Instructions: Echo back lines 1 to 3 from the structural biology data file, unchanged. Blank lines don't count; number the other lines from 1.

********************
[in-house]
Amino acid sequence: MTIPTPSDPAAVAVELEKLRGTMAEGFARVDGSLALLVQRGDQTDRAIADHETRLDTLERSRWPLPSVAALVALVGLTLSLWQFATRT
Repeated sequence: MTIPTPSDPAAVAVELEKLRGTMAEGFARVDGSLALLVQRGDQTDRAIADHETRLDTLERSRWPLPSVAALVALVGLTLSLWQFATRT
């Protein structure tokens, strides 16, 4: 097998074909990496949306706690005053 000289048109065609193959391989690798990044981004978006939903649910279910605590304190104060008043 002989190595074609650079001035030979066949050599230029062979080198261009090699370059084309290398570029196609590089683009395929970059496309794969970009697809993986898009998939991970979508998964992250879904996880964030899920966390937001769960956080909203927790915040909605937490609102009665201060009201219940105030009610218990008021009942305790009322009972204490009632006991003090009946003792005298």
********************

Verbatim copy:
[in-house]
Amino acid sequence: MTIPTPSDPAAVAVELEKLRGTMAEGFARVDGSLALLVQRGDQTDRAIADHETRLDTLERSRWPLPSVAALVALVGLTLSLWQFATRT
Repeated sequence: MTIPTPSDPAAVAVELEKLRGTMAEGFARVDGSLALLVQRGDQTDRAIADHETRLDTLERSRWPLPSVAALVALVGLTLSLWQFATRT